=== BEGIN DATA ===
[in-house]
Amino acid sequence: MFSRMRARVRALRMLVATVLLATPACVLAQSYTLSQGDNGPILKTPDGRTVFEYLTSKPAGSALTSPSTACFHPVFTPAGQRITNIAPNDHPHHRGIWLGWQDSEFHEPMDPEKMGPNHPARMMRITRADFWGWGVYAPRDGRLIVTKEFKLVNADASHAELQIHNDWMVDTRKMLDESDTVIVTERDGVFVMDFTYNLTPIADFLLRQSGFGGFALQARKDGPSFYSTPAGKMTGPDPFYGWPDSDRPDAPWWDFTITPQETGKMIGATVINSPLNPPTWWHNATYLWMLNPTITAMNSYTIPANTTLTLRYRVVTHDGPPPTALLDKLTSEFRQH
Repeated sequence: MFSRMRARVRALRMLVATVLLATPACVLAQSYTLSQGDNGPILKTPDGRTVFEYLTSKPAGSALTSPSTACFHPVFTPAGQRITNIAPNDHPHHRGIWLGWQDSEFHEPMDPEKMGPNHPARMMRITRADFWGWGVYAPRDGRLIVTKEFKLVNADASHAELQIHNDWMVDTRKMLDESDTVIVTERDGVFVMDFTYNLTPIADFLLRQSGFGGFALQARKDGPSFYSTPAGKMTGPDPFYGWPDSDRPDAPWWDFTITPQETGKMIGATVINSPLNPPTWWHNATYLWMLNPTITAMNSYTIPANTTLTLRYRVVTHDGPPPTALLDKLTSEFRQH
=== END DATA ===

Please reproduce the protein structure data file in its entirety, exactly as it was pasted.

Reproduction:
[in-house]
Amino acid sequence: MFSRMRARVRALRMLVATVLLATPACVLAQSYTLSQGDNGPILKTPDGRTVFEYLTSKPAGSALTSPSTACFHPVFTPAGQRITNIAPNDHPHHRGIWLGWQDSEFHEPMDPEKMGPNHPARMMRITRADFWGWGVYAPRDGRLIVTKEFKLVNADASHAELQIHNDWMVDTRKMLDESDTVIVTERDGVFVMDFTYNLTPIADFLLRQSGFGGFALQARKDGPSFYSTPAGKMTGPDPFYGWPDSDRPDAPWWDFTITPQETGKMIGATVINSPLNPPTWWHNATYLWMLNPTITAMNSYTIPANTTLTLRYRVVTHDGPPPTALLDKLTSEFRQH
Repeated sequence: MFSRMRARVRALRMLVATVLLATPACVLAQSYTLSQGDNGPILKTPDGRTVFEYLTSKPAGSALTSPSTACFHPVFTPAGQRITNIAPNDHPHHRGIWLGWQDSEFHEPMDPEKMGPNHPARMMRITRADFWGWGVYAPRDGRLIVTKEFKLVNADASHAELQIHNDWMVDTRKMLDESDTVIVTERDGVFVMDFTYNLTPIADFLLRQSGFGGFALQARKDGPSFYSTPAGKMTGPDPFYGWPDSDRPDAPWWDFTITPQETGKMIGATVINSPLNPPTWWHNATYLWMLNPTITAMNSYTIPANTTLTLRYRVVTHDGPPPTALLDKLTSEFRQH